Saturday, 17 September 2016

Spotlight 2016: Benjamin Francis Leftwich - After The Rain

It's been a long 5 years since the release of Benjamin Francis Leftwich's debut album Last Smoke Before The Snowstorm.
That album is an absolute jewel of a record. Lyrical and dripping with melody - it really should already be in your collection.
I've discussed Ben on a previous post

In October 2012, Ben released the Ep In The Open, which signposted where he was to go on his next album.

But in 2013 Ben lost his father to cancer. This led Ben to drop off the grid for almost two years on a spiritual journey of self realisation and coming to terms with the death of his father. And now in 2016, Ben presents his new album After The Rain. And by God, how I've missed his music. 

So, has After The Rain been worth the wait. Oh Yes. It's simply stunning.

After a such a dramatic event in his young life, you'd expect that Ben would return being somewhat reflective and introspective. But After The Rain is so much more than that. It has certainly been an exercise in catharsis for Ben and there's as much light as shade in the record.

The first tracked that Ben released from After The Rain is also the lead off track from the album. The lovely Tilikum. It showcases Ben's fragile and almost whispered vocals and gently picked guitar. With soft brushed drums and sparing electronica - it sets the scene for the rest of the album.


'I wish you no harm if some other arms are keeping you happy'

Track 2 is the beguiling song Some Other Arms - opening with drums, bathed in electronica and featuring once again Ben's picked guitar and lovely harmonies, it's another gorgeous track. It has a beautiful hymnal quality - which is a theme throughout the album.

Some Other Arms

She Will Sing lifts the mood with an uptempo drumbeat and vibrant electronica underneath Ben's layered vocals. 

As I stated earlier, Ben has produced an album of both light and darker shades - quite often they lie within the same song, such as in the next track Kicking Roses

Kicking Roses

Ben has created some gorgeous melodies for this album and none better than the lilting and floating Summer - with it's softly sweeping background including some muted drumming and piano and electronic swathes it's Ben at his most seductive and poetic musically.


'I parted from the feeling I was never going to change and I started to believe in the hope of better days'

Just Breathe is almost a continuation of Summer with an even richer atmospheric accompaniment. It's amazing how Ben has created an album that sound so sparse and at the time seem so lush.

The songs are short and sweet on this new album - fitting in 13 tracks into it's 47 minute playing time. The songs are around just enough time for them to make friends with you then they're gone. Like mist in the morning.

Cocaine Bridge sees Ben at his most pleading with some lovely electric guitar moments. It shimmers under an insistent swathe of brushed cymbals which come in like waves hitting the seashore. It's a lovely sound indeed.

The next song is also the longest on the album - at just over 5 minutes, Groves starts with some strummed acoustic guitar and piano before being joined by what sounds like a cello. It's dramatic, it's cinematic but oddly insular. It's reminiscent of something Peter Gabriel might produce.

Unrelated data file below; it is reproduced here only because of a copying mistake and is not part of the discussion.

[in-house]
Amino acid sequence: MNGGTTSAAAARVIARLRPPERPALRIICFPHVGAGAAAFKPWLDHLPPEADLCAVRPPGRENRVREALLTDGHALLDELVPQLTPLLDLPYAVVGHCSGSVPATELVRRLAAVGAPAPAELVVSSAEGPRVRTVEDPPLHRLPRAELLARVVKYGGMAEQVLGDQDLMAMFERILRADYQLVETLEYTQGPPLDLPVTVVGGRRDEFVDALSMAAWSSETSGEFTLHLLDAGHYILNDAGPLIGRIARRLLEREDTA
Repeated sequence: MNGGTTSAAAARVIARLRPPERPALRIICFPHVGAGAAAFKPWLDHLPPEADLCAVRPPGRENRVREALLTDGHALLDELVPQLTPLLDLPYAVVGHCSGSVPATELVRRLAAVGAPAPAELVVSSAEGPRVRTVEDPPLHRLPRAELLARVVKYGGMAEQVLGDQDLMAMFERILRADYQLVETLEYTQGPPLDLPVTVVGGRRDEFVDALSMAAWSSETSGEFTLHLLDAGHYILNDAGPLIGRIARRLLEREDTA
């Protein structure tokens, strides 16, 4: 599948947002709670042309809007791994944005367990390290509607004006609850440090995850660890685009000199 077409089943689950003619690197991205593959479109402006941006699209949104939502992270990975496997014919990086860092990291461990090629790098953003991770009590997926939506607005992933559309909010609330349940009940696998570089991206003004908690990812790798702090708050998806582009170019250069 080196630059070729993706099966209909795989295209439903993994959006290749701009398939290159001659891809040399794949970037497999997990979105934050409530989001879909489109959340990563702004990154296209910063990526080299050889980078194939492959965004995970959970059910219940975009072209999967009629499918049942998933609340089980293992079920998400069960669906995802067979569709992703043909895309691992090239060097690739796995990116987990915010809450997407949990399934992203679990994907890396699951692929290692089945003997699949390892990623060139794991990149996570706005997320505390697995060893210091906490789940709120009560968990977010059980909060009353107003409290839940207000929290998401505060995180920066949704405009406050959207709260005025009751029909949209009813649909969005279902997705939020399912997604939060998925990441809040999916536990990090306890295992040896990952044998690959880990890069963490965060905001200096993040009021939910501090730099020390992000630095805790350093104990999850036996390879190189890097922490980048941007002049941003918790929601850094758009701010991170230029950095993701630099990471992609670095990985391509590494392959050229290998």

There are quite a few songs on the album that deal with relationships - Day By Day is one of these. With just Ben's guitar and a sprinkling of electronica, it's one of the simplest tracks on the album.

Immortal starts with some foot stomping drums before settling down with a piano motif and then builds into another minor dramatic track.

There is a mood of solace that runs throughout the album but that's not to say it is mournful or demanding your sympathy. Ben has very much gone for a mood on this album and the songs have either been selected or sculptured to fit into this mood.  

It's obviously and album that has been instigated with sorrow in mind but it's how Ben has had to deal with his grief - it's often said that artists produce their best work out of sorrow or strife and Ben is no exception. After The Rain is very much in the same vein as another of my Albums of 2016 this year - the magnificently understated Happy Blue by Jones.

The next track on the album is one of the most immediate songs on the album - Mayflies is another of the more uplifting songs on the album with its electronically treated vocals and another melody to die for it's an absolutely killer track. Contemporary and 


'In another life the mayflies will take over the sky'

The soft acoustic strum of Ben's guitar is the basis of the penultimate track of After The Rain. Frozen Moor is the gentle Coda to the album and is the track on the album that would easiest fit on to Ben's debut. There's something about just a musician and their guitar. Stripped of the polish and instrumentation it really is a lovely track.

The final track on the album is the extremely short Just As I Was Waking Up. Again just Ben and his guitar, it drifts in like a shaft of sunlight into a darkened room. Then disappears.

After The Rain is a record that seduces you. Lulls you into a false sense of insecurity. Whispers in your ears. Tells you secrets. And promises that everything will be alright in the end.

Let's just hope we don't have to wait another four years for that Difficult Third Album.

A mention has to go to Jade Spranklen who has produced some beautiful illustrations to accompany the album.

Illustrations by Jade Spranklen 
Twitter -  @Sprankenstein 

Twitter - @BenLeftwich

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